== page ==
Weekly market: every Friday.
Important tourist resorts: Biodola, Scaglieri, Le Ghiaie, Acquaviva, Viticcio, Enfola, Ottone, Magazzini, Bagnaia.
Portoferraio is the main town on the Island of Elba and measures about 50.35 square kilometers. It has the highest number of inhabitants and is the second largest commune after Marciana.
Portoferraio was founded by wish of Cosimo I, the Grand Duke of Tuscany, of the Medici family, who gave the town its first name "Cosmopoli" in 1548. In the beginning it was mainly a military garrison built to defend the coasts of the Grand Duchy and the Island of Elba.
In the early days, the town only consisted of several fortresses (that are still standing today for those who wish to visit them), for example: Forte Stella, Forte Falcone and Linguella ( Forte Inglese was built at a later date in order to defend the town in view of the pending siege on behalf of the British fleet) and the magnificent town walls around the old part of Portoferraio; the remains are still in good condition and are now lived in.
The Grand Duchy of Tuscany continued to rule the town until the 18th century, when the island's strategic position caused it to become the epicenter of a war between France, Austria and England. In 1814, the island was entrusted to Napoleon Bonaparte as the seat of his first exile. Napoleon chose Portoferraio as the chief town of the island, and today you can still see the two villas where he lived.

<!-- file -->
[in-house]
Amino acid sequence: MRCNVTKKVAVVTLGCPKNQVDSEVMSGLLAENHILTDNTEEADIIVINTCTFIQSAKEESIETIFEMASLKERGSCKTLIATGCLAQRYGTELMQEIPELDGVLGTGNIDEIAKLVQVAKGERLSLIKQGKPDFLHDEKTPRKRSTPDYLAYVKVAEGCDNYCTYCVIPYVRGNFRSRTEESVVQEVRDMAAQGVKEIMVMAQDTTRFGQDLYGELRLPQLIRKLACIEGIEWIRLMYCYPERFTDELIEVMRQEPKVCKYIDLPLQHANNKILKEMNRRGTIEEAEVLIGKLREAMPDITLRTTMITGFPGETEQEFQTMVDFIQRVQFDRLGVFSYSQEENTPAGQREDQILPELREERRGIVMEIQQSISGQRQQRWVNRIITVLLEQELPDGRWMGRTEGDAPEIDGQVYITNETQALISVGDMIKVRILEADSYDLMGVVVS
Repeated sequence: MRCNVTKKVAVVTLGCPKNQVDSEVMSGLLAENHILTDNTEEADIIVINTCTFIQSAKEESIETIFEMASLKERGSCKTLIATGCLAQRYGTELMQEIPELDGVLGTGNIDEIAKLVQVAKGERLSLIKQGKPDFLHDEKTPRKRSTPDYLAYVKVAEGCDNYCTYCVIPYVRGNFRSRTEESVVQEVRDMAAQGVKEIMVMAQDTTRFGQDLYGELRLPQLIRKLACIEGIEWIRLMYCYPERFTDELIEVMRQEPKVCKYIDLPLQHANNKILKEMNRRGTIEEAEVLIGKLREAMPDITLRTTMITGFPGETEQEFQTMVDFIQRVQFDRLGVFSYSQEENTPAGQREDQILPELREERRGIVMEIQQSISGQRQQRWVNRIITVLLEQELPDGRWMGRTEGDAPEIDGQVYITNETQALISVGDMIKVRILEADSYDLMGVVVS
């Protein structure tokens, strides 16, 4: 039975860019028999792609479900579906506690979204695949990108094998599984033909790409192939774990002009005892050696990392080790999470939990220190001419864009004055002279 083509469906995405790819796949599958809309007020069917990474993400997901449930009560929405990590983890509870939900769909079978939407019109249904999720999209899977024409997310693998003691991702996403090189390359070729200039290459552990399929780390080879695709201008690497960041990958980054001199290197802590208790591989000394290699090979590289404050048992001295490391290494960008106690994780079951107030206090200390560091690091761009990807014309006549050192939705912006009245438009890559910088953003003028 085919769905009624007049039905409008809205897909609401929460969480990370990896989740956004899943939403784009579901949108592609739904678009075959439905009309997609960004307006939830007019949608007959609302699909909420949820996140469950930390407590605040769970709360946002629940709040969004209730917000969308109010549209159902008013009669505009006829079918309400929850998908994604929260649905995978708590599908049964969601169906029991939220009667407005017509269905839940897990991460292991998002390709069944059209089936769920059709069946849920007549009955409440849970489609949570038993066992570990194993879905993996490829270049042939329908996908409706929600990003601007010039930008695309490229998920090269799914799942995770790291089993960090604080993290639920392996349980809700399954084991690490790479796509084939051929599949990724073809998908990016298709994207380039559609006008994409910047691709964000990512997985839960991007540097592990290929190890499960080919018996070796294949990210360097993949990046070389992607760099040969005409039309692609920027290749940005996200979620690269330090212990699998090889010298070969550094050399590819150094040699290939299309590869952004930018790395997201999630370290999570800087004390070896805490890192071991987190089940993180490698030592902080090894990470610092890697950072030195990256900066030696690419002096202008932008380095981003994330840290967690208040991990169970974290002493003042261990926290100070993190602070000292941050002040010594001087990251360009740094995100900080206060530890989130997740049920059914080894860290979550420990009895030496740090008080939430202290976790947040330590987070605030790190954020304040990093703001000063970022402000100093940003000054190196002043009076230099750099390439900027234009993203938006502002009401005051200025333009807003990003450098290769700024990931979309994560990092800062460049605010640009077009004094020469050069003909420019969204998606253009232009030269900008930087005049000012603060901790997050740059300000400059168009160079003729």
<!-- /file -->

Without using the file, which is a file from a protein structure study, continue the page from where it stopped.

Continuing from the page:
Although the French emperor's reign was very short (1814-1815), both Portoferraio itself and the entire island flourished and gained importance as a result of the infrastructures and land improvements that were made thanks to the development of the iron mines in Rio Marina. In those years, Portoferraio became the port for shipping iron from Elba's mines to the mainland - which explains the name Portoferraio.
Later, Portoferraio went back to being under the rule of the Tuscan Grand Duchy of Tuscany until the unification of Italy in 1860. Thanks to its mines, both the town of Portoferraio and the entire Island experienced a period of stable economy until the early 1970s, at which point the steel industry began to falter. Within a short period of time, the mines were dismantled (the last mine closed down in 1981), yet Portoferraio managed to hold its ground in the tourism industry thanks to its magnificent beaches, today still the most important source of income.